By Christian Knox

Journalism is all about telling stories and informing the people, but sometimes quality online content can go largely unnoticed if consumers never come across it.

If content is not being consumed, then a site is not seeing traffic, which means a lack of profit.

On Tuesday, JJ Hensley gave a workshop on the metrics and analytics behind digital journalism, and how to use these tools to increase traffic, online subscriptions and profit.

Hensley, the digital director for the Tennessean and USA TODAY Network – Tennessee, said “data nerds” are an important part of online publications because they can provide important information such as where readers are coming from, when they come, and how to best target them to increase page views.

Hensley and his team analyzed data from the last three NFL Drafts in order to increase readership of their draft coverage.

“Obvious trends emerged. They were looking very specifically for teams. So, we decided to create draft files for all 32 teams. Which is insane, but it worked.” Hensley said.

Hensley said the Tennessean’s website drew in 5 million page views over four days thanks to their coverage of the 2019 draft. He also discussed how they used analytics to maximize profits from their draft coverage.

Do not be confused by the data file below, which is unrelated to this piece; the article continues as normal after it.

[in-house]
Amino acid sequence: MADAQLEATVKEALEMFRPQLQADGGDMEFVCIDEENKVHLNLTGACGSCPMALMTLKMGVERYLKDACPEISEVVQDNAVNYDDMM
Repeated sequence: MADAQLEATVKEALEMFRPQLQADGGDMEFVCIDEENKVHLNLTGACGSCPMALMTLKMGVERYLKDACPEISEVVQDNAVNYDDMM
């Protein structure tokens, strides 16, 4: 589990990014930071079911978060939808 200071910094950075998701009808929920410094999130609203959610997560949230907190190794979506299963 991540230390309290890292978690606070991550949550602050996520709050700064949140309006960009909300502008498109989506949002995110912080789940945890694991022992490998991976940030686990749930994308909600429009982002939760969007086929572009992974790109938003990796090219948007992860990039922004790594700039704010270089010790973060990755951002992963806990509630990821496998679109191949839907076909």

“These were search users. They weren’t going to be loyal Tennessean readers.” Hensley said. He did not anticipate that these search users, who made up 70 percent of NFL Draft traffic on the site, would pay for a subscription. Instead, more advertisements were added to the files, allowing the Tennessean to profit off the increased page views.

Hensley also discussed the importance of knowing where to place the pay-wall.

“The story files were metered, but the galleries weren’t, because we didn’t want people to hit the paywall when they were clicking through photos.”

This strategy allowed profits from the increased advertisements to be maximized, while also providing readers with a reason to subscribe.

To further increase subscriptions, Hensley suggested targeting “small-fish, but loyal fan bases” by convincing them that “you’re covering it better than anyone else.”

Hensley delved further into the data behind the Tennessean’s subscriptions, explaining that analysis revealed that visit frequency and “page views per visit” tend to increase the odds that a reader will become a subscriber.

To increase visit frequency, Hensley said to write breakout and follow-up stories, as well as focusing on search engine optimization.

To increase page views per visit, he suggested adding links to both the bottom of the story and in the top third of the story.

Increasing page views is important, because with more page views comes more readers hitting the paywall.

“One of the most important things you can do to get people to subscribe is to just get them to hit the damn paywall,” Hensley said. “They ain’t gonna pay unless someone says you got to.”


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